Does being “off the mainstream” already mean you’re marginalized? Not in my book because hey, speculative fiction has been published in the country. You have the freedom to independently publish whatever you want and set your own standards for the genre. You can even join our major literary contests and win, if you happen to meet the judges’ criteria!
(Guys, Greg Brillantes is an awesome writer, but he wasn’t the ancestor of written spec fic in the country; we’ve had it since forever in mainstream non-English publications like pulp collections and local-language magazines, mostly in the form of horror and fantasy. Also, there are no grounds to say his work was “marginalized” – “The Distance to Andromeda” received awards and has been recognized as one of the finest literary works in the nation’s history. [Edit: Some other works have received a similar distinction, e.g. Rosario Cruz-Lucero's “The Oracle of the One-Eyed Coconut”, which won the Free Press literary award in 2003, as shared by kristel in this post.] The way our literary contests and publication trends are carrying on, it’s definitely not impossible for another work of speculative fiction to attain this status, as long as it meets our literary judges’ criteria for good literature.)
In my book, “marginalized” means exclusion. It means never having a shot. It means being shunned, discriminated against and relegated to a level that makes it impossible to catch up with the Joneses. It’s definitely NOT a term I would apply to local speculative fiction, and to be quite honest the way it’s being thrown around sometimes, it sounds like a catchphrase meant to gain sympathy when none is deserved.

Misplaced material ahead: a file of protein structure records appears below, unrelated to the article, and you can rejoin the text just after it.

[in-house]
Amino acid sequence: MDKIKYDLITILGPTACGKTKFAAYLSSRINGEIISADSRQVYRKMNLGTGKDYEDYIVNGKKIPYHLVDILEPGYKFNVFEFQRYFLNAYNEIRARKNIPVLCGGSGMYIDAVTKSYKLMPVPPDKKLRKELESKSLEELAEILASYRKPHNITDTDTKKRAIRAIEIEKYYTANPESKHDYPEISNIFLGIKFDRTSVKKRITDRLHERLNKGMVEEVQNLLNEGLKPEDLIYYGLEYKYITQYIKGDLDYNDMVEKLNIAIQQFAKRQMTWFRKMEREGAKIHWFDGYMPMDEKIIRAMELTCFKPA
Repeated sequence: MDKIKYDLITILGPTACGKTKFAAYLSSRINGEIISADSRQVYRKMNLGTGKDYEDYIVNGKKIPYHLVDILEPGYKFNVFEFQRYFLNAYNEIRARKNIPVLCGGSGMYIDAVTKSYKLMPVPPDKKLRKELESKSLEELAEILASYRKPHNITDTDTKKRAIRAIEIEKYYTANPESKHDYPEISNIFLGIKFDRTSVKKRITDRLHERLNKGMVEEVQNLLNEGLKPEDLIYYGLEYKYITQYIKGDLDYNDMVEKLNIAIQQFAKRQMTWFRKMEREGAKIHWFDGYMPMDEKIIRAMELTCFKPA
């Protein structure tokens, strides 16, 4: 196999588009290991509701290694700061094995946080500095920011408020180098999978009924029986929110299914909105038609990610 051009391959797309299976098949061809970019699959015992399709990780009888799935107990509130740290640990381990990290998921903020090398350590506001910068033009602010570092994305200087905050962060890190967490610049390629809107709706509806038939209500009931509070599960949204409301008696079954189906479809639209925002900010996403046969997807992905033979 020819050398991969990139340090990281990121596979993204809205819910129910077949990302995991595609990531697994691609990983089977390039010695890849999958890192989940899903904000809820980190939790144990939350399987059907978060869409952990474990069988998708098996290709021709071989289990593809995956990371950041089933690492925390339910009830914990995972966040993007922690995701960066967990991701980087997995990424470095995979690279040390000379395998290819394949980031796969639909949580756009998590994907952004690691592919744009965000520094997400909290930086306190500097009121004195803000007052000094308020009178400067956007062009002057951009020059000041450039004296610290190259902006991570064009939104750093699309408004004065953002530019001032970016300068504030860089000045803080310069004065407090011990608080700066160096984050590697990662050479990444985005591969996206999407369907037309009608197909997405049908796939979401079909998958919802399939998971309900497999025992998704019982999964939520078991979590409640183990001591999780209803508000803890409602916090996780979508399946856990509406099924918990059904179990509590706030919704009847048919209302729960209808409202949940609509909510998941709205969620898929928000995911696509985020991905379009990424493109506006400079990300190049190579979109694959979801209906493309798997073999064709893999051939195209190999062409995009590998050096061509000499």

Simply put, “off the margin” =/= “marginalized”.
Here’s what I’m presenting. By calling yourselves “marginalized,” your movement appears dead set on billing “realist fiction” and the literary standards of the country as anti-speculative fiction. I don’t subscribe to this, and I don’t believe it’s a healthy, productive image to promote. It feels a lot like destroying something just to build yourselves up. And frankly, as Philippine fiction has mostly been cloistered (read: unknown to international publishers) it’s an easy target. You can say anything you want about it and international readers will take your word for it.
We’re struggling to get published and recognized, locally and internationally. All of us, no matter the genre. We’re all struggling to get read. So if you aim to step on other people’s efforts (yes, this includes realism – it counts even if it’s “mainstream”) just to get noticed, please don’t be surprised if you get attacked.
I listened to Charles’ recording of the third day of the Taboan discussions (thanks for that BTW. You do us all a great service) and I felt like I understood what Dean meant when he said something like he was on the fence about whether or not they want to be accepted. Filipinos are world-class writers: I have always believed this. And as an editor, you receive all these awesome stories and get frustrated because they aren’t read, they aren’t granted any awards, and they don’t even get noticed on the shelves!
But you don’t need to be mainstream or to be celebrated by the literary elite just to be widely read. Or even to change the world. So why demand it? Why force things just to make room for yourself, if it’s not necessary?